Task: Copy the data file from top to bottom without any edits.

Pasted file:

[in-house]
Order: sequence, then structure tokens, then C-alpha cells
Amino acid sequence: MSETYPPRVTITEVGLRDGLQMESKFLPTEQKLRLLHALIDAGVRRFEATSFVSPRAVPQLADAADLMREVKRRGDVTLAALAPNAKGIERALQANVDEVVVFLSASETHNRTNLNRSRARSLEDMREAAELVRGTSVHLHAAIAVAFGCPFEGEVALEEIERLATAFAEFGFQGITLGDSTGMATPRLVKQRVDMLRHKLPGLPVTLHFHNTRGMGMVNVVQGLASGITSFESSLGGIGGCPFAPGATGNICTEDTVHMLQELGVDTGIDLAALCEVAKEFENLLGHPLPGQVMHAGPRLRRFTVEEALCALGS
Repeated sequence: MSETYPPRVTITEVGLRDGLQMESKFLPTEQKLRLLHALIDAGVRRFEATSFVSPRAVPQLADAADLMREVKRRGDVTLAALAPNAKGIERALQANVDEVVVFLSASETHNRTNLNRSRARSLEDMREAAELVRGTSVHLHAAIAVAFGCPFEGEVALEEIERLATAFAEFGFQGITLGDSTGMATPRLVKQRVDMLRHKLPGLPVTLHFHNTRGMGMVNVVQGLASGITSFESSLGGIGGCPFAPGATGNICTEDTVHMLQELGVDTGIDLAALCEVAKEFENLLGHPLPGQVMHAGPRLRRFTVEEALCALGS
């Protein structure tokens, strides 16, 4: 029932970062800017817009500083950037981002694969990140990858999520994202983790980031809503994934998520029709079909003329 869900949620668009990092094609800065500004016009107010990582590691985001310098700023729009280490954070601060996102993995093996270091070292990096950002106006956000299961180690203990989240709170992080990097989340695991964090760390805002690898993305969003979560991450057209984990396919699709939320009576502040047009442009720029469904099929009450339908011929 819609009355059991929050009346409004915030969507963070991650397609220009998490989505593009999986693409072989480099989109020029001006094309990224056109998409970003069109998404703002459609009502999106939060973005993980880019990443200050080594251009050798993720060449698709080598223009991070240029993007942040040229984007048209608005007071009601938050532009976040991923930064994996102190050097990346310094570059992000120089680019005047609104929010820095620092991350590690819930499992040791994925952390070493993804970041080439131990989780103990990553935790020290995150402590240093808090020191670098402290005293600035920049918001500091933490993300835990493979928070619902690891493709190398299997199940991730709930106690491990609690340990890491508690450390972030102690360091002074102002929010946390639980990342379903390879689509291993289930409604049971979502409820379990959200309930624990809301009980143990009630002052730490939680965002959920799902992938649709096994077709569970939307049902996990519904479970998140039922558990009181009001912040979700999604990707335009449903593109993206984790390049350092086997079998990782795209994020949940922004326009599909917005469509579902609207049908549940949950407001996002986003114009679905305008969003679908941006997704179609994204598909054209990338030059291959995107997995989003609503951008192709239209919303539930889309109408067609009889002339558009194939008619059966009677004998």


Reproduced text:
[in-house]
Order: sequence, then structure tokens, then C-alpha cells
Amino acid sequence: MSETYPPRVTITEVGLRDGLQMESKFLPTEQKLRLLHALIDAGVRRFEATSFVSPRAVPQLADAADLMREVKRRGDVTLAALAPNAKGIERALQANVDEVVVFLSASETHNRTNLNRSRARSLEDMREAAELVRGTSVHLHAAIAVAFGCPFEGEVALEEIERLATAFAEFGFQGITLGDSTGMATPRLVKQRVDMLRHKLPGLPVTLHFHNTRGMGMVNVVQGLASGITSFESSLGGIGGCPFAPGATGNICTEDTVHMLQELGVDTGIDLAALCEVAKEFENLLGHPLPGQVMHAGPRLRRFTVEEALCALGS
Repeated sequence: MSETYPPRVTITEVGLRDGLQMESKFLPTEQKLRLLHALIDAGVRRFEATSFVSPRAVPQLADAADLMREVKRRGDVTLAALAPNAKGIERALQANVDEVVVFLSASETHNRTNLNRSRARSLEDMREAAELVRGTSVHLHAAIAVAFGCPFEGEVALEEIERLATAFAEFGFQGITLGDSTGMATPRLVKQRVDMLRHKLPGLPVTLHFHNTRGMGMVNVVQGLASGITSFESSLGGIGGCPFAPGATGNICTEDTVHMLQELGVDTGIDLAALCEVAKEFENLLGHPLPGQVMHAGPRLRRFTVEEALCALGS
């Protein structure tokens, strides 16, 4: 029932970062800017817009500083950037981002694969990140990858999520994202983790980031809503994934998520029709079909003329 869900949620668009990092094609800065500004016009107010990582590691985001310098700023729009280490954070601060996102993995093996270091070292990096950002106006956000299961180690203990989240709170992080990097989340695991964090760390805002690898993305969003979560991450057209984990396919699709939320009576502040047009442009720029469904099929009450339908011929 819609009355059991929050009346409004915030969507963070991650397609220009998490989505593009999986693409072989480099989109020029001006094309990224056109998409970003069109998404703002459609009502999106939060973005993980880019990443200050080594251009050798993720060449698709080598223009991070240029993007942040040229984007048209608005007071009601938050532009976040991923930064994996102190050097990346310094570059992000120089680019005047609104929010820095620092991350590690819930499992040791994925952390070493993804970041080439131990989780103990990553935790020290995150402590240093808090020191670098402290005293600035920049918001500091933490993300835990493979928070619902690891493709190398299997199940991730709930106690491990609690340990890491508690450390972030102690360091002074102002929010946390639980990342379903390879689509291993289930409604049971979502409820379990959200309930624990809301009980143990009630002052730490939680965002959920799902992938649709096994077709569970939307049902996990519904479970998140039922558990009181009001912040979700999604990707335009449903593109993206984790390049350092086997079998990782795209994020949940922004326009599909917005469509579902609207049908549940949950407001996002986003114009679905305008969003679908941006997704179609994204598909054209990338030059291959995107997995989003609503951008192709239209919303539930889309109408067609009889002339558009194939008619059966009677004998």